Is the Keystone State doing what it did in 1980 — and is it alone?
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The Pennsylvania Poll, published by the liberal Philadelphia Inquirer, records an Obama drop and a Romney gain from September, with an Obama September lead of 50%-42 cut by two points to 49%-43%.
And heaven knows what the internal polls of the Obama and Romney campaigns are showing.
But clearly, they are showing Pennsylvania in play. Romney has that “intensity factor” going for him here. The Republican base is energized. Team Obama is surely disturbed by the very same factor in reverse — the “no-intensity factor” if you will.
No one suggests the black vote will go for Romney. But could a portion of that black vote — jobless and disillusioned — pivot and just not vote? Yes. No one is suggesting the alliance between labor and Democrats is over. But are coal miners in Western and Northeastern Pennsylvania going to flock to Obama? Not a prayer they won’t pivot away. All those angry Catholics in Northeastern Pennsylvania who turned on their Democrats in Congress in 2010 for voting for Obamacare? Are they going to run to the polls and vote for Obama? Who since then has managed to antagonize the entire hierarchy of the American Catholic Church with his HHS rules mandating the Church to provide services on abortion and contraception the Church fundamentally opposes? Hardly. Another pivot point.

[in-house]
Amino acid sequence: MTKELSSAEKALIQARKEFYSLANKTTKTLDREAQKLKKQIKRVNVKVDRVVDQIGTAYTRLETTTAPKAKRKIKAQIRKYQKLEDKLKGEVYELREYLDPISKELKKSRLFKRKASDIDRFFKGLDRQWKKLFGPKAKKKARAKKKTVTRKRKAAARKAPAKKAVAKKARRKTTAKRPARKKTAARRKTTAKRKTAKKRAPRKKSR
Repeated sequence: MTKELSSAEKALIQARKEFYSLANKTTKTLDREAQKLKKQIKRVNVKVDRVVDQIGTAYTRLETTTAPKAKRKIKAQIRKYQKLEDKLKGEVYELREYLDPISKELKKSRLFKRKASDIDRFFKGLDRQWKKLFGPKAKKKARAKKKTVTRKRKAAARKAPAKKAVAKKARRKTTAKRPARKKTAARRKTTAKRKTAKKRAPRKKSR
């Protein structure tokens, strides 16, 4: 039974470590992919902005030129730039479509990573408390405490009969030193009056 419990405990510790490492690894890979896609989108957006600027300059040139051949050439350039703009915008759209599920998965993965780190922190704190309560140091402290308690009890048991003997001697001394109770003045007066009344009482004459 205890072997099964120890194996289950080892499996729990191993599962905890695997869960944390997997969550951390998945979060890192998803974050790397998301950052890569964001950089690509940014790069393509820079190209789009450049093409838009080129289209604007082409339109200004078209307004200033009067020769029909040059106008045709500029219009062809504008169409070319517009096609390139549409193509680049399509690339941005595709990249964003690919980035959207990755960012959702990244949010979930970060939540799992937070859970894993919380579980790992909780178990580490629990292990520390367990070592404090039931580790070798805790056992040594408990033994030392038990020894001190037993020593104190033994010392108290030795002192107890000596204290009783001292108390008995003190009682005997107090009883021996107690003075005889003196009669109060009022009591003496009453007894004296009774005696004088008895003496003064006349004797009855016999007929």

These individually are Reagan Pivot points. And doubtless they and others are stirring out there in states like Michigan and Minnesota, not to mention Florida, Virginia and — yes — Ohio.
In 1980, unseen and overlooked by pollsters and liberal journalists alike, there were enough of these pivot points to cause the entire state of Pennsylvania to do a Reagan Pivot. Making Pennsylvania part of a stampede and turning what the New York Times called a “tight, seesaw contest” into a 44-state Reagan landslide.
Is Pennsylvania doing a Reagan Pivot yet again? Are there enough of these individual pivot points forcing the issue for the entire state to pivot as it did in 1980?
There is about $5.5 million in television ads that are suddenly flooding this state for Mitt Romney. With a $650,000 defense from Obama’s campaign.
So what do you think?
Obviously, both sides see Pennsylvania pivoting away from Obama.
Can Mitt Romney win Pennsylvania?
To borrow a phrase: Yes he can.
And Chicago knows it.
A man of faith in a godless age is hitting Americans where it hurts.
Mr. and Mrs. American Spectator Reader, let P.J. O’Rourke talk sense to your kids.
In Britain, defending your property can get you life.
It won’t take long for conservatives to scratch this presidential wannabe off their 2008 scorecard.
Was the President done in by the economy, or by the politics of the economy?